Calvin, a client of yours since you opened your practice, has over the past few years become very intrigued with investing in the stock market. He has interest bearing securities and dividend paying stocks. He also owns U.S. Securities. He is considering selling $400,000 in stocks. He doesn’t know if he should sell additional stock for a loss to help offset the stock sale of $400,000. Calvin called you to ask what tax consequences the interest and dividends will have along with the stock sale. What tax advice would you offer to Calvin in planning for this situation?
Interest income from investments is usually treated like ordinary income for federal tax purposes.
Use tax-shielded accounts. If you're saving money for retirement, and don't want to pay taxes on dividends, consider opening a Roth IRA. You contribute already-taxed money to a Roth IRA. Once the money is in there, you don't have to pay taxes as long as you take it out in accordance with the rules.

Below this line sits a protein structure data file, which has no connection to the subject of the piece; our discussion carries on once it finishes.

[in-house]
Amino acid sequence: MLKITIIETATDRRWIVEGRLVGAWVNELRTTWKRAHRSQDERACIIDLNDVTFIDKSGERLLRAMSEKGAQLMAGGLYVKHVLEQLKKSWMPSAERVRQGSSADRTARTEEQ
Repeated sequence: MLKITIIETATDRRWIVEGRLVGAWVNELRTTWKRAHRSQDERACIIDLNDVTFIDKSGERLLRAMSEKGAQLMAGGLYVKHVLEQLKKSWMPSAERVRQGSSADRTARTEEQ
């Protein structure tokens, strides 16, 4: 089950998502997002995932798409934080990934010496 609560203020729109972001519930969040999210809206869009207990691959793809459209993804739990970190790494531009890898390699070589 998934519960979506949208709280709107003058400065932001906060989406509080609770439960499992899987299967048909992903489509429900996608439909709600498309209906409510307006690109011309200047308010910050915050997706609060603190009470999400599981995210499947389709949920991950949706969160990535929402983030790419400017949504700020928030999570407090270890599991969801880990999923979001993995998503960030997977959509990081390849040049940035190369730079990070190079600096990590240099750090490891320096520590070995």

If you reinvestment dividends, you buy additional shares with the dividend, rather than take the cash. Dividend reinvestment can be a good strategy because it's cheap because reinvestment is automatic, you won't owe any commissions or other brokerage fees when you buy more shares.
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